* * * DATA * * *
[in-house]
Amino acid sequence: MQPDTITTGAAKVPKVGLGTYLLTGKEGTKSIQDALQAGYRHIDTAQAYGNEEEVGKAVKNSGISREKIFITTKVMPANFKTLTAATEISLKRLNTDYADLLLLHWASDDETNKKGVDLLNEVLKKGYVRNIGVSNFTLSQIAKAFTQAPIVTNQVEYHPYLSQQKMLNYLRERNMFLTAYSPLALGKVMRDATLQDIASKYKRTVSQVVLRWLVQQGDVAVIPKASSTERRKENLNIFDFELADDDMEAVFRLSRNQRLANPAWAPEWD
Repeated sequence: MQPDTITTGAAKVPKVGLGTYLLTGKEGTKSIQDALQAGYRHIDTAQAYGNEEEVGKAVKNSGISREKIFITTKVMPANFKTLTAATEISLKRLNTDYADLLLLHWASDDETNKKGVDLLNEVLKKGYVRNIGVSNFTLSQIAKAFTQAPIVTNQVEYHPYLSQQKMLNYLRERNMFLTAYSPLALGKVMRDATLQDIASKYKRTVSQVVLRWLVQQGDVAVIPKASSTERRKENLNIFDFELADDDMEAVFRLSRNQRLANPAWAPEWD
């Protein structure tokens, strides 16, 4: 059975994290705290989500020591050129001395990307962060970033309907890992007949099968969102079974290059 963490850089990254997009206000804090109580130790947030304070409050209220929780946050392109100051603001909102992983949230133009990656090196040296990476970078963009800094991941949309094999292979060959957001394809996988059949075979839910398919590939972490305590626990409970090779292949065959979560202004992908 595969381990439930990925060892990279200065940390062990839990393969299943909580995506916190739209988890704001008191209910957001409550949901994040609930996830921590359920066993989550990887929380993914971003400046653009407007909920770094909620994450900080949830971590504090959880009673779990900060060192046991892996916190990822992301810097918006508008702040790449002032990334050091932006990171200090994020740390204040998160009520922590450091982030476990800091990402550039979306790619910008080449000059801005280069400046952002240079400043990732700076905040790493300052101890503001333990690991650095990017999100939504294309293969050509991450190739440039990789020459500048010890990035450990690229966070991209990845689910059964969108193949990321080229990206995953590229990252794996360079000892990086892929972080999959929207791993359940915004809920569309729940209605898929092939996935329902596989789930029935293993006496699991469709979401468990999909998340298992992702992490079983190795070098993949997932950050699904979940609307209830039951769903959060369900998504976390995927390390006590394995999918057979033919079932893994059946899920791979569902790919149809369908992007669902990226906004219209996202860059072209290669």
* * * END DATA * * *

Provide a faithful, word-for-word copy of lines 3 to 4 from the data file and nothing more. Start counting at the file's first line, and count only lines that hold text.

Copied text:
Repeated sequence: MQPDTITTGAAKVPKVGLGTYLLTGKEGTKSIQDALQAGYRHIDTAQAYGNEEEVGKAVKNSGISREKIFITTKVMPANFKTLTAATEISLKRLNTDYADLLLLHWASDDETNKKGVDLLNEVLKKGYVRNIGVSNFTLSQIAKAFTQAPIVTNQVEYHPYLSQQKMLNYLRERNMFLTAYSPLALGKVMRDATLQDIASKYKRTVSQVVLRWLVQQGDVAVIPKASSTERRKENLNIFDFELADDDMEAVFRLSRNQRLANPAWAPEWD
């Protein structure tokens, strides 16, 4: 059975994290705290989500020591050129001395990307962060970033309907890992007949099968969102079974290059 963490850089990254997009206000804090109580130790947030304070409050209220929780946050392109100051603001909102992983949230133009990656090196040296990476970078963009800094991941949309094999292979060959957001394809996988059949075979839910398919590939972490305590626990409970090779292949065959979560202004992908 595969381990439930990925060892990279200065940390062990839990393969299943909580995506916190739209988890704001008191209910957001409550949901994040609930996830921590359920066993989550990887929380993914971003400046653009407007909920770094909620994450900080949830971590504090959880009673779990900060060192046991892996916190990822992301810097918006508008702040790449002032990334050091932006990171200090994020740390204040998160009520922590450091982030476990800091990402550039979306790619910008080449000059801005280069400046952002240079400043990732700076905040790493300052101890503001333990690991650095990017999100939504294309293969050509991450190739440039990789020459500048010890990035450990690229966070991209990845689910059964969108193949990321080229990206995953590229990252794996360079000892990086892929972080999959929207791993359940915004809920569309729940209605898929092939996935329902596989789930029935293993006496699991469709979401468990999909998340298992992702992490079983190795070098993949997932950050699904979940609307209830039951769903959060369900998504976390995927390390006590394995999918057979033919079932893994059946899920791979569902790919149809369908992007669902990226906004219209996202860059072209290669």